I walked past the card aisle last week and reality struck as it does this time of year.  I have no one to buy a Mother’s Day card for.  My mother and mother-in-law are both gone.

I walked past the card aisle last week and reality struck as it does this time of year.  I have no one to buy a Mother’s Day card for.  My mother and mother-in-law are both gone.

 It’s been seven years since my mother passed away.  In some ways, I cannot believe it has been that long.  It seems she was just here, speaking softly about her next household project and smiling as she listens to stories about our hectic lives.  I still think of something I want to tell her and then remember quickly that I can tell her but she isn’t there to respond.

 My grief has changed in the past seven years.  Perhaps the best known theory on grief comes from Elizabeth Kubler-Ross’ book, “On Death and Dying.” She writes that people who are dying, as well as their family and friends go through five stages of grief.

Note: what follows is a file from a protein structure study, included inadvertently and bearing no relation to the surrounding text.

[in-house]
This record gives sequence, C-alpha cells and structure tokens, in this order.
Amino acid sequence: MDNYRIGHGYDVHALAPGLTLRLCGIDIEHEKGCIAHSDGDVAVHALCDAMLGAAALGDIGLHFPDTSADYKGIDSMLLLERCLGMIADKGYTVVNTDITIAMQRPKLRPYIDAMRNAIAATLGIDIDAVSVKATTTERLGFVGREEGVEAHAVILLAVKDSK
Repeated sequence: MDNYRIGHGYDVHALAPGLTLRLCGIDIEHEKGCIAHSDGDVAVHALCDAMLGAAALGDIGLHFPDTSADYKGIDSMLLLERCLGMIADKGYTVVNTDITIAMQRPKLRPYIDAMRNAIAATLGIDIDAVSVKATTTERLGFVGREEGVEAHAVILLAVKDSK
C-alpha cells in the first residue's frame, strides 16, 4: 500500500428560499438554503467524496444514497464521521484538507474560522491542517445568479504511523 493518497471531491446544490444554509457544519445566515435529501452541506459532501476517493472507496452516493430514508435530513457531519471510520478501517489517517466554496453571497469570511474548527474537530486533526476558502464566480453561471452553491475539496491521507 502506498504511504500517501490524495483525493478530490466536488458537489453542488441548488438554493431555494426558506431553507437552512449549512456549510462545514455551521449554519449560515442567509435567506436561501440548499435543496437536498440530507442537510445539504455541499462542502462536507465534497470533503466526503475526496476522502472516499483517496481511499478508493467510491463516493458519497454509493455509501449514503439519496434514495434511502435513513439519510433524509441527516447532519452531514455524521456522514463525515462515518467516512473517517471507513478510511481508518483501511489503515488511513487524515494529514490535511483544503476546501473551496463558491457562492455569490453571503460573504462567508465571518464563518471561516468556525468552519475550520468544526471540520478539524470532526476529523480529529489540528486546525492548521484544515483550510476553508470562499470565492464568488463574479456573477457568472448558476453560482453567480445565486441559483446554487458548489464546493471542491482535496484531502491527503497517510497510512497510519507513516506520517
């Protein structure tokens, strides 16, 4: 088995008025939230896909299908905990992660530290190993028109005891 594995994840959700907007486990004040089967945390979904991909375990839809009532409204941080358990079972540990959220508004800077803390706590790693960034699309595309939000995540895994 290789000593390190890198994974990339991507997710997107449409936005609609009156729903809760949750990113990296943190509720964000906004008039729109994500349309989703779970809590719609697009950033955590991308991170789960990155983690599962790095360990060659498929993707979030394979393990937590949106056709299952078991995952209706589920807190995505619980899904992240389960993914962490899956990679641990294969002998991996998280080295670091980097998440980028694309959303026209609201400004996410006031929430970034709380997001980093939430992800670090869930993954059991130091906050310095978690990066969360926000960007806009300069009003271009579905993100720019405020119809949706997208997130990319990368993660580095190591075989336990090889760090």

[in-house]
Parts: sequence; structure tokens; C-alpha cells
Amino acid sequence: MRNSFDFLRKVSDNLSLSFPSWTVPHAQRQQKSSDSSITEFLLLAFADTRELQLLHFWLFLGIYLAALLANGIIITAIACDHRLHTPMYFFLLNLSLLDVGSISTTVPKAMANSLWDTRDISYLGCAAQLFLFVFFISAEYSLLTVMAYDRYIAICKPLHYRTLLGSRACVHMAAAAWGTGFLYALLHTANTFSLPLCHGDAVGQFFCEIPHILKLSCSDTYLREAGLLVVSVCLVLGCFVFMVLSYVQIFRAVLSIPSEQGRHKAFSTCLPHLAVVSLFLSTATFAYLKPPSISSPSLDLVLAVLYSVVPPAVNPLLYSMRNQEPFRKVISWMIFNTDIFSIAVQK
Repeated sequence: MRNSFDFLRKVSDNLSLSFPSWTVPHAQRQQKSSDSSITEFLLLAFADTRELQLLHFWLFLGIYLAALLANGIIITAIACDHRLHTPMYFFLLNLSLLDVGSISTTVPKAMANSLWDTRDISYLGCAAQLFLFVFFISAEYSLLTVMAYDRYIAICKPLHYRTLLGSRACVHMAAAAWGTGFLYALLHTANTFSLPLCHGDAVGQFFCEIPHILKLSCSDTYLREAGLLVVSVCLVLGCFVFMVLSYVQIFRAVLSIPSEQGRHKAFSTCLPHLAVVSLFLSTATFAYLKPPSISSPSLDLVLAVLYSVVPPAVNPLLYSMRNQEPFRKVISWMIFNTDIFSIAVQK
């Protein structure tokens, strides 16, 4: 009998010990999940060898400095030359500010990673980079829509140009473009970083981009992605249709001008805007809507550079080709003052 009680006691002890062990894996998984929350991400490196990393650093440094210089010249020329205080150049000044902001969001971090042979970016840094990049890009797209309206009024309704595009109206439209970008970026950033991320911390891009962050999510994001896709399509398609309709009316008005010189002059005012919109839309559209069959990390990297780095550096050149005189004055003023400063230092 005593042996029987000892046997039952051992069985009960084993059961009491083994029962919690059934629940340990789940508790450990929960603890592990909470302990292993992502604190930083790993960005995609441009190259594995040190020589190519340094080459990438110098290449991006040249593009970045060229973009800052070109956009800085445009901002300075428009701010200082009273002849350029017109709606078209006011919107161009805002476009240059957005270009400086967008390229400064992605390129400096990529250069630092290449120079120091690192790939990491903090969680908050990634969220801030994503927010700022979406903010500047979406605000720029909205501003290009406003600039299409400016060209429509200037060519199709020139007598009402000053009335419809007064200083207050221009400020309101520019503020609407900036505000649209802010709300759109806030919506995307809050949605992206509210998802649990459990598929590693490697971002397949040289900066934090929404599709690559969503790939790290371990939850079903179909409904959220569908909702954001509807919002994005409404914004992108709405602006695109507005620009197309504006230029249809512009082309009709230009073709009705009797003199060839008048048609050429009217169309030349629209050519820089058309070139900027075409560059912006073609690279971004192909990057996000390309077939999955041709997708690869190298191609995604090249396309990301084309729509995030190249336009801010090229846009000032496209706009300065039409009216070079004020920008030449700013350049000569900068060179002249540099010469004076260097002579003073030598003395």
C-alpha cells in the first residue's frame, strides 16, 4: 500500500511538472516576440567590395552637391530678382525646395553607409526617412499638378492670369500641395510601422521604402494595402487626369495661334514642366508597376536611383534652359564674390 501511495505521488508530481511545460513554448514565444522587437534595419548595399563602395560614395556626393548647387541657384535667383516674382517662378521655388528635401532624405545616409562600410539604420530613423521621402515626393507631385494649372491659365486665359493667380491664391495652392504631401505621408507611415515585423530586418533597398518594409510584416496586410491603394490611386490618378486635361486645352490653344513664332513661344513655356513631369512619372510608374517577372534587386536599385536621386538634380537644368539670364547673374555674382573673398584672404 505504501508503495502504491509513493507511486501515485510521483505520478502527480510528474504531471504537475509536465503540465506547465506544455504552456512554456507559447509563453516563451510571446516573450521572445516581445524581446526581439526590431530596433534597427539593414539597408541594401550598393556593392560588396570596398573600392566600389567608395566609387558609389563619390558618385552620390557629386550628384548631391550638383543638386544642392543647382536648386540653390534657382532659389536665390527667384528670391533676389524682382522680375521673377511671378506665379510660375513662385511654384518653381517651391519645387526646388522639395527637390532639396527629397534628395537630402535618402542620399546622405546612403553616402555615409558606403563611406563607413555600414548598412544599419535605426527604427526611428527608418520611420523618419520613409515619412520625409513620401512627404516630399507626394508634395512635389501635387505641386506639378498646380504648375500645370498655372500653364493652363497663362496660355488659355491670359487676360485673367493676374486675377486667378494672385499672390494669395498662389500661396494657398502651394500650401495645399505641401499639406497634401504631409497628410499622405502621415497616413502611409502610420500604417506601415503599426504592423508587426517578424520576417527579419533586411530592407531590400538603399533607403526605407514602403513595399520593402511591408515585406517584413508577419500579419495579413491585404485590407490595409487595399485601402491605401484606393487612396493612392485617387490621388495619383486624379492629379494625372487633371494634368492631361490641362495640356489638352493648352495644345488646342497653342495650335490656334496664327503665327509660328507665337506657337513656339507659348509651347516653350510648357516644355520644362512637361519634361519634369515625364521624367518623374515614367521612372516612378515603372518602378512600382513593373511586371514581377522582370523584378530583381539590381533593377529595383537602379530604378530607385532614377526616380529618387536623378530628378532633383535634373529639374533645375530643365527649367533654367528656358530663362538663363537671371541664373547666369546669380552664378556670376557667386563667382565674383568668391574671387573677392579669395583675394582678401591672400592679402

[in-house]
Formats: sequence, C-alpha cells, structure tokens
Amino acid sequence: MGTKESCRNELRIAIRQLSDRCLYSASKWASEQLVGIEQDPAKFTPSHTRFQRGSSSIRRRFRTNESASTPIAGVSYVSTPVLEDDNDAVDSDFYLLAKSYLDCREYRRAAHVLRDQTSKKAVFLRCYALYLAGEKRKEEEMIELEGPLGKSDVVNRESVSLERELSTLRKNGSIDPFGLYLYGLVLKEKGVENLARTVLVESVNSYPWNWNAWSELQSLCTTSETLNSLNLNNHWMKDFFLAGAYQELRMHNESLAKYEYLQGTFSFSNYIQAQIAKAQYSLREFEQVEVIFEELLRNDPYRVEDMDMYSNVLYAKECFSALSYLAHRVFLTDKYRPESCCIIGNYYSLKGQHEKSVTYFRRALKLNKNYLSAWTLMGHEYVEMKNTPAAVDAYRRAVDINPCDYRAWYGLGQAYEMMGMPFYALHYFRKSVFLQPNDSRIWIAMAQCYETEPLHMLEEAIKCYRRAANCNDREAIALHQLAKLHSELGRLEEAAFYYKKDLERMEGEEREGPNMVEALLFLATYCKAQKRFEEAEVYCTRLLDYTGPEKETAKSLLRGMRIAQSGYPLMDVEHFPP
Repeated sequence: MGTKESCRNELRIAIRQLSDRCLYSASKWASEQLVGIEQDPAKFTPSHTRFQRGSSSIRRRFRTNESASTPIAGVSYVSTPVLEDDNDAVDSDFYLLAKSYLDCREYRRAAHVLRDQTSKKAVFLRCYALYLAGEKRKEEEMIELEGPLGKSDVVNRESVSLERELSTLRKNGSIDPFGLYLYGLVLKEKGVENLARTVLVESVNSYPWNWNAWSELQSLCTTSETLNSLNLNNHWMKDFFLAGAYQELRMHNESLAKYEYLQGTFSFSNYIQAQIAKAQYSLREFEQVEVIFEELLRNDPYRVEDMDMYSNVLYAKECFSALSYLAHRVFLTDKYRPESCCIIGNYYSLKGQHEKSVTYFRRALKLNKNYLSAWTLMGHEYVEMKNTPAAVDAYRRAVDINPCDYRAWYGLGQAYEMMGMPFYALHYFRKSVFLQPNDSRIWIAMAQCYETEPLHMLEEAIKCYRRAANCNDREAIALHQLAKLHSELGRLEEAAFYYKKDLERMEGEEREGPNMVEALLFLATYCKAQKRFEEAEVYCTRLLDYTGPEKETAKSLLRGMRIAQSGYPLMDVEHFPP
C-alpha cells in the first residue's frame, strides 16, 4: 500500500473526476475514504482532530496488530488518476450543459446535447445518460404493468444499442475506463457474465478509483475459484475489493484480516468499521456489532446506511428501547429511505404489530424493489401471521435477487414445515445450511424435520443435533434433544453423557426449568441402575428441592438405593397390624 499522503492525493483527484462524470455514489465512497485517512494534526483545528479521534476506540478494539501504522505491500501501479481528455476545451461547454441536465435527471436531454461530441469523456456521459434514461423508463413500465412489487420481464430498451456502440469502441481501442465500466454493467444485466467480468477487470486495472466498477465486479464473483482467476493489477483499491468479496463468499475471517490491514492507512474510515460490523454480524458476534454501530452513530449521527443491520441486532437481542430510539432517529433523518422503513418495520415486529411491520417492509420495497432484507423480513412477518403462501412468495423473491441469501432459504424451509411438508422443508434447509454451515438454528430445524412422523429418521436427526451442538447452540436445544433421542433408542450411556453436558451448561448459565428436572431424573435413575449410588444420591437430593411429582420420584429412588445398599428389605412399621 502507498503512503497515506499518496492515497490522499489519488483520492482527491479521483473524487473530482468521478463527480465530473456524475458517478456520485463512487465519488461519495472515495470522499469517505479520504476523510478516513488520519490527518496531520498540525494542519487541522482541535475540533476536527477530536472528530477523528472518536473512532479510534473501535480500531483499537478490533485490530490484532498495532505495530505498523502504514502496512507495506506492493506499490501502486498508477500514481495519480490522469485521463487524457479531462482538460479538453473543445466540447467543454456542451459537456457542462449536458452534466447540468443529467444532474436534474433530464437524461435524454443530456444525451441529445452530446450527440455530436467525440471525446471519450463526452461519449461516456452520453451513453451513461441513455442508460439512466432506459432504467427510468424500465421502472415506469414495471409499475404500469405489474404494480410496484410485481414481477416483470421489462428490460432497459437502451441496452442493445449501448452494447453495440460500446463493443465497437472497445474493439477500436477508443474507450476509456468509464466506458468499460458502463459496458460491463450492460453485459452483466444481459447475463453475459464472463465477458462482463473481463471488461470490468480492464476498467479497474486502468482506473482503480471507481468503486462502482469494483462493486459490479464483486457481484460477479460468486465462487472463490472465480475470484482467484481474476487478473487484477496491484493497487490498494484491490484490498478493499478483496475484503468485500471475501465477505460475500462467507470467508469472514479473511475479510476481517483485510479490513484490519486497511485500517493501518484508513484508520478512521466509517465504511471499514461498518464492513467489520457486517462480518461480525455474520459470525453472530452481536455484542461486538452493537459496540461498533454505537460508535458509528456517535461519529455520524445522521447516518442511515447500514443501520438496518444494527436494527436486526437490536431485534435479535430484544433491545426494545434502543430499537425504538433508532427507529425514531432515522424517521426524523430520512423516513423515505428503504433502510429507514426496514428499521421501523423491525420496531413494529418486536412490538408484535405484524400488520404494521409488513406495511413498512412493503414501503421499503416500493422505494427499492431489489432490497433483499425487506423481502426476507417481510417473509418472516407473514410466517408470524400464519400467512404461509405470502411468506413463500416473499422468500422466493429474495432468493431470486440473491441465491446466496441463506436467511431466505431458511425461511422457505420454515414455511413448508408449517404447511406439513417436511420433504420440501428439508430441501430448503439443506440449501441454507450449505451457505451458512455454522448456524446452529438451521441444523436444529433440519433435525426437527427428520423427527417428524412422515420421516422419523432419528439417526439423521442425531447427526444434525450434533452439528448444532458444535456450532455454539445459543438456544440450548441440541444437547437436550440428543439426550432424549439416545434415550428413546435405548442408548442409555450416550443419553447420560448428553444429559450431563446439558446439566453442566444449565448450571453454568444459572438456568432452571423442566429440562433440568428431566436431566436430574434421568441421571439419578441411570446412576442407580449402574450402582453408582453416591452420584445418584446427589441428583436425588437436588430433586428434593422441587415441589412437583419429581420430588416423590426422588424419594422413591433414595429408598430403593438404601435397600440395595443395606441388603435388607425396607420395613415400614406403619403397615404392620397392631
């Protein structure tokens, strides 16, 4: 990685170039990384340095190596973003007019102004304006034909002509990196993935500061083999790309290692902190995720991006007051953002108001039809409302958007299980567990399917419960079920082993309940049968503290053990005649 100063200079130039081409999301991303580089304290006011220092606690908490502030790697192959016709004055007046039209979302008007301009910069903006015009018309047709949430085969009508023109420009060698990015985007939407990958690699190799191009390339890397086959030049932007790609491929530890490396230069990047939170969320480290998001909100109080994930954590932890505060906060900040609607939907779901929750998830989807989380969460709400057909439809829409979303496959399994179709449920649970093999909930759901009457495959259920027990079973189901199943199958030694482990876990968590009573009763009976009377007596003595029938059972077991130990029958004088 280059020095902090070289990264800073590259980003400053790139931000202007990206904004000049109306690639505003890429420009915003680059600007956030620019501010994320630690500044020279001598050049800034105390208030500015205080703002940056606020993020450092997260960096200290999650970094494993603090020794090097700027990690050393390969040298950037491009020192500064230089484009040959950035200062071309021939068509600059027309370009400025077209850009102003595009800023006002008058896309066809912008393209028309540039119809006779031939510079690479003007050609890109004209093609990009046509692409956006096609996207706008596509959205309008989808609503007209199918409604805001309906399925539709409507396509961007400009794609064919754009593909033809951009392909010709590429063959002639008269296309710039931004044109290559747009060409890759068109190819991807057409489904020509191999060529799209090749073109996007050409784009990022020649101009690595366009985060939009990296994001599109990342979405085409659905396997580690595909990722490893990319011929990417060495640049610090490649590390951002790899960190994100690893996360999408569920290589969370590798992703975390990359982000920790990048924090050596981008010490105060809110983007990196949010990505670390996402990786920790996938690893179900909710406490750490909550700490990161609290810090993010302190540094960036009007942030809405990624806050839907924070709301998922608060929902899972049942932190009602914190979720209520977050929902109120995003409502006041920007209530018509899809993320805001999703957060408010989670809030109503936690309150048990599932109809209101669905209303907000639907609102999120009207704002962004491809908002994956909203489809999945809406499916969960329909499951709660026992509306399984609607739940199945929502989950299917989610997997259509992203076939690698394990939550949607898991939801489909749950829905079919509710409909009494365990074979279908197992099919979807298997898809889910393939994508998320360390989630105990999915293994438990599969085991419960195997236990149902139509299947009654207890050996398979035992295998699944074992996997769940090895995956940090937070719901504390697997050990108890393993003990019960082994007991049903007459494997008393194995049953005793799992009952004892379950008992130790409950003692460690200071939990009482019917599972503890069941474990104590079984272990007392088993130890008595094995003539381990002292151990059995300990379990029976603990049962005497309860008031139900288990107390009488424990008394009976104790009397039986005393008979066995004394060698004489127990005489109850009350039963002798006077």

Denial: This isn’t happening to me!

 

 Anger: Why is this happening to me?

 

 Bargaining: I promise I’ll be a better person if...

 

 Depression: I don’t care anymore.

 

 Acceptance: I am ready to move forward.


I am in the acceptance stage, moving forward, just as she taught me to do.  However, I stumbled through the first four stages and, I still find myself slipping back into the depression stage from time to time.  

I have triggers of grief like the Mother’s Day card aisle or the singing of hymn at church that was sung at my mother’s funeral.  Though the triggers often produce tears, good memories are also present in the tears; memories of a warm smile, a kind word and a soft shoulder.  I learned a lot from my mother, as most of us do.  I miss her and hold her dear.

I had a great Mother’s Day surrounded by family, eating good food and opening presents.  We tried to carry out my mother’s favorite Mother’s Day tradition of planting flowers in the big black pot I inherited from her.  But, the rain and cold weather hindered our efforts.  We’ll try again when the sun shines.